The Wrekin 

This stately hill, lying to the north of the Shropshire Hills, is crowned by a 20-acre Iron Age fort, was once home to the Cornovii, a Celtic tribe that controlled a large amount of the area. Climb the 407 meters (1,335 feet) summit for incredible views, where on a clear day it’s said you can see 17 counties and across to the Malvern Hills, some forty miles away. Its unique shape means it can be seen as far away as Lancashire, Manchester and Gloucestershire. Only footpaths exist on the Wrekin, therefore cycling and horse riding isn’t allowed here. There are four other hills that make up the Wrekin range, The Ercall, Little (or Primrose) Hill, Maddocks Hill and St Lawrence’s Hill, all swathed in lush woodland.


Situated on the edge of the Shropshire Hills Area of Outstanding Natural Beauty, Ludlow’s recorded history dates to 1086 when the castle began to be built, one of many to form a line of defence along the Welsh border and subdue the local Anglo Saxons. Today, Ludlow is a bustling, affluent market town with incredible eateries, fabulous independent shops, a castle (that’s also host to the oldest Food and Drink Festival in Britain) and the prettiest streets you’ll find, with houses dating from medieval times right up to the Georgian era. Don’t forget your camera!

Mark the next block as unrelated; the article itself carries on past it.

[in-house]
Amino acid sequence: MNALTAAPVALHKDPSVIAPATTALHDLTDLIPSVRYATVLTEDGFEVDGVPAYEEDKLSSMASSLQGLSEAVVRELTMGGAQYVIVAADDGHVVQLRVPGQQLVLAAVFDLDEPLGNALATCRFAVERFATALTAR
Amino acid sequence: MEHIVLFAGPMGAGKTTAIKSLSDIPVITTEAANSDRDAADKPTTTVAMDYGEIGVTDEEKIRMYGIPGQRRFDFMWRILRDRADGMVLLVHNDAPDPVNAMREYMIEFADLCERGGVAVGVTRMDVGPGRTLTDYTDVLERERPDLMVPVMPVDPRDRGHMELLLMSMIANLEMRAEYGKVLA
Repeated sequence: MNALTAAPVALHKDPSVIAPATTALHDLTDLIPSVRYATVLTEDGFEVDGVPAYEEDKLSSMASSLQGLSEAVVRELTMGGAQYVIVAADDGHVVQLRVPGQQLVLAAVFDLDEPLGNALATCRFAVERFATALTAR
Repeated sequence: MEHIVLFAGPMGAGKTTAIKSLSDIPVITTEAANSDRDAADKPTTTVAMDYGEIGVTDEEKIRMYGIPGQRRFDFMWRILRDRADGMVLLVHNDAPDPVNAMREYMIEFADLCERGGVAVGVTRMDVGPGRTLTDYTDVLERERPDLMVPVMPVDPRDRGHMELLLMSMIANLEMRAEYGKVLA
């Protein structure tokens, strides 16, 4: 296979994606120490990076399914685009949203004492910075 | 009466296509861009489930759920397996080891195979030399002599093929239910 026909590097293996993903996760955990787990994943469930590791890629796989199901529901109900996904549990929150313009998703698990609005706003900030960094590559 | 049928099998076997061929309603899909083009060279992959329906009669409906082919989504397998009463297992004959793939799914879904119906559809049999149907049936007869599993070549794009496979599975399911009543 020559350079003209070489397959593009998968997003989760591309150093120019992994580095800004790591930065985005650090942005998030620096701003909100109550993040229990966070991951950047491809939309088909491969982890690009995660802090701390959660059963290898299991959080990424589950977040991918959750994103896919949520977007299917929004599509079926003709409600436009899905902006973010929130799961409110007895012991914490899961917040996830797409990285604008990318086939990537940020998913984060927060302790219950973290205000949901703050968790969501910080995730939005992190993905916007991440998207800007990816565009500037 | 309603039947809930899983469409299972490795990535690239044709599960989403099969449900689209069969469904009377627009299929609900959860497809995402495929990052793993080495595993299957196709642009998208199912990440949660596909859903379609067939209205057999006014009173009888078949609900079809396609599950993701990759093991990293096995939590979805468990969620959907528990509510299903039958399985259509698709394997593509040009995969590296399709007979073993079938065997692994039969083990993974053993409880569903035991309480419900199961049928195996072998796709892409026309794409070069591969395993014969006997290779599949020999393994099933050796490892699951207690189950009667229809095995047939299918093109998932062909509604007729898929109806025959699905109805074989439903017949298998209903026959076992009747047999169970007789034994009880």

Clee Hills and Corvedale

Tranquil and charming, this beautiful range of hills near Ludlow is today a peaceful spot to walk but go back to medieval times and the area would have been bustling with iron foundries and blast furnaces, with large chunks of the hills being carved out for coal. Today, stone is still mined on on of the two hills, Titterstone Clee, but Brown Clee is quiet and home to rare flora and fauna, making it a lovely spot to explore with its hilltop forts and ruined castles. The Corvedale is the widest valley in the Shropshire Hills and the River Corve runs through it, home to kingfishers and otter.

Stokesay Castle